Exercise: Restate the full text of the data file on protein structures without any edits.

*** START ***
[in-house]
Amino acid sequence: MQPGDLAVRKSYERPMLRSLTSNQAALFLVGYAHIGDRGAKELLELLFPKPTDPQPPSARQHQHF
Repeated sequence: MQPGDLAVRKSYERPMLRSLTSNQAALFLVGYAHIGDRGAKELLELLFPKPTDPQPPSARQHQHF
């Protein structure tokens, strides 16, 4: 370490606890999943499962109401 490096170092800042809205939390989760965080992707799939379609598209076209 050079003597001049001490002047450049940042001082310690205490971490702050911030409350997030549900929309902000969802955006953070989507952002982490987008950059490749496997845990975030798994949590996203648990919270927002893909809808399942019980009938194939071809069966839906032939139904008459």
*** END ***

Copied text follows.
[in-house]
Amino acid sequence: MQPGDLAVRKSYERPMLRSLTSNQAALFLVGYAHIGDRGAKELLELLFPKPTDPQPPSARQHQHF
Repeated sequence: MQPGDLAVRKSYERPMLRSLTSNQAALFLVGYAHIGDRGAKELLELLFPKPTDPQPPSARQHQHF
């Protein structure tokens, strides 16, 4: 370490606890999943499962109401 490096170092800042809205939390989760965080992707799939379609598209076209 050079003597001049001490002047450049940042001082310690205490971490702050911030409350997030549900929309902000969802955006953070989507952002982490987008950059490749496997845990975030798994949590996203648990919270927002893909809808399942019980009938194939071809069966839906032939139904008459």